This is the second novel I have read by Tracy Chevalier, and I thoroughly enjoyed it. Here is the synopsis from Amazon on Girl With A Pearl Earring:
The Dutch painter Vermeer has remained one of the great enigmas of 17th-century Dutch art. While little is known of his personal life, his extraordinary paintings of natural and domestic life, with their subtle play of light and colour, have come to define the Dutch Golden Age. The mysterious portrait of the anonymous Girl with a Pearl Earring has fascinated art historians for centuries, and it is this magnetic painting that lies at the heart of Tracy Chevalier’s second novel of the same title.
Girl with a Pearl Earring centres on Vermeer’s prosperous household in Delft in the 1660s. The appointment of the quiet, perceptive heroine of the novel, the servant Griet, gradually throws the household into turmoil as Vermeer and Griet become increasingly intimate, an increasingly tense situation that culminates in her working for Vermeer as his assistant, and ultimately sitting for him as a model. Chevalier deliberately cultivates a limpid, painstakingly observed style in homage to Vermeer, and the complex domestic tensions of the Vermeer household are vividly evoked, from the jealous, vain, young wife to the wise, taciturn mother-in-law. At times the relationship between servant and master seems a little anachronistic, but Girl with a Pearl Earring does contain a final delicious twist in its tail. Chevalier acknowledges her debt to Simon Schama’s classic study of the Dutch Golden Age, The Embarrassment of Riches, and the novel comes hard on the heels of Deborah Moggach’s similar tale of domestic intrigue behind the easel of 17th-century Dutch painting, Tulip Fever.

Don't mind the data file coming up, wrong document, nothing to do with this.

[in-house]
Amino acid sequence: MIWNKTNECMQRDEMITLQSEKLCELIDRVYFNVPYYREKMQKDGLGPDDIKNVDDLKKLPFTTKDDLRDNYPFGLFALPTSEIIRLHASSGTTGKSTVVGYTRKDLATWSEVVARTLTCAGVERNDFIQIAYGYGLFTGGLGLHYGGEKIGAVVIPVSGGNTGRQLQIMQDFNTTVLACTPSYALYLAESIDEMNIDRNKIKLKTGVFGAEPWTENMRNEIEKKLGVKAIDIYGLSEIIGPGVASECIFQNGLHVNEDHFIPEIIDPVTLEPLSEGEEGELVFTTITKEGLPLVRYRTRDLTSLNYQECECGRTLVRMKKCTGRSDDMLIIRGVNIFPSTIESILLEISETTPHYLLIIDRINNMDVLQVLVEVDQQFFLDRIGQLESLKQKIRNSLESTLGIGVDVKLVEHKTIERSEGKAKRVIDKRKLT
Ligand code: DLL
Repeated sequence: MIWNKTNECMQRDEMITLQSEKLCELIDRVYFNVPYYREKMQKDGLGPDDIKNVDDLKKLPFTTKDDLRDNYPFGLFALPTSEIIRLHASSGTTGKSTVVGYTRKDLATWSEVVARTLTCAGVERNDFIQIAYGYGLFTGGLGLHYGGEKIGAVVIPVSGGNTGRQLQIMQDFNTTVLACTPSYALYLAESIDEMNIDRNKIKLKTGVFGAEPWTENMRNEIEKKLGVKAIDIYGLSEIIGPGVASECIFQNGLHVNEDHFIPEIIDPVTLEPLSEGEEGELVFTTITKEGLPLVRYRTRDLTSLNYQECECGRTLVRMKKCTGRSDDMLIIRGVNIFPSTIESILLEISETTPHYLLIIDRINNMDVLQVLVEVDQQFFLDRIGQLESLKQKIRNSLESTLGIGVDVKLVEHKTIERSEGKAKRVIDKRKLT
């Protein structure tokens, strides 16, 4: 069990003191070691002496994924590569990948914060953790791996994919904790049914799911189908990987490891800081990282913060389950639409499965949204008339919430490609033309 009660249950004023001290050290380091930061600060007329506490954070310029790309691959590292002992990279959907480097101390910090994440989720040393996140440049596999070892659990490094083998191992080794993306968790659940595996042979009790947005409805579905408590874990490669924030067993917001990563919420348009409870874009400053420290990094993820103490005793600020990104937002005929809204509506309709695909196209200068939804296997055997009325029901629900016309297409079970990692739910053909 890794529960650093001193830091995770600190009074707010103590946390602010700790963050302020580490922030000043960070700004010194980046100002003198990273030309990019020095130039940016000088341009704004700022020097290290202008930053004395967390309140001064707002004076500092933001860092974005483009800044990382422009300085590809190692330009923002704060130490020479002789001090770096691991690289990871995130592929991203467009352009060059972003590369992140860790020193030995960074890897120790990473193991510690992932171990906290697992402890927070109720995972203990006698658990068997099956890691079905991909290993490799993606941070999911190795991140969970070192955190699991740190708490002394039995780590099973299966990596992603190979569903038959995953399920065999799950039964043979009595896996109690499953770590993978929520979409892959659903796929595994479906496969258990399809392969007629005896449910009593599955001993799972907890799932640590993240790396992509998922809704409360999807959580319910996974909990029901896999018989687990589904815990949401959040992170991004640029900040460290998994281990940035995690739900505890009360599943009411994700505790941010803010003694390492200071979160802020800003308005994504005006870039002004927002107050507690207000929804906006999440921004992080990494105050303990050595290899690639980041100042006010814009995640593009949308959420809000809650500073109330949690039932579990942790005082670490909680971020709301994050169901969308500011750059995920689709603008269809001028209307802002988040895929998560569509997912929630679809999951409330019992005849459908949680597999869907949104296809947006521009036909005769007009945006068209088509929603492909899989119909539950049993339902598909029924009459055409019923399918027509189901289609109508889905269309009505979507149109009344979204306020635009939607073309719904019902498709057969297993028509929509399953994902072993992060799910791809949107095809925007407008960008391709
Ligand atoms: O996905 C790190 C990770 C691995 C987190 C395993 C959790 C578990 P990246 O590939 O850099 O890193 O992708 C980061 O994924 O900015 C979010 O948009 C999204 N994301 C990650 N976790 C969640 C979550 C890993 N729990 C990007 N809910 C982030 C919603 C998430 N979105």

Girl with a Pearl Earring is a fascinating piece of speculative historical fiction, but how much more can novelists extract from the Dutch Golden Age? –Jerry Brotton –This text refers to an out of print or unavailable edition of this title.
I really enjoyed this book. It was fast-paced and gripping. There were no boring parts and I read this book so quickly.
Chevalier’s descriptions were amazing. I could easily picture the marketplace and the eight-tipped star, as well as the house the Vermeer’s lived in and his studio. The book was written in a way that made me feel like I was there watching the events unfold before my very eyes.
There were characters I liked, such as Pieter the son. I loved how he sought out Griet and never gave up. And characters I disliked, such as van Ruijven who believed he could have whatever he wanted because he was rich. I found myself getting angry at him as I read the book, which is good, as a book should spark emotions in the reader.
My only complaint was the ending – it was a little abrupt for my liking. I still have questions that I would have liked answered, but with the ending as it is, that won’t happen.
This was a quick, enjoyable read.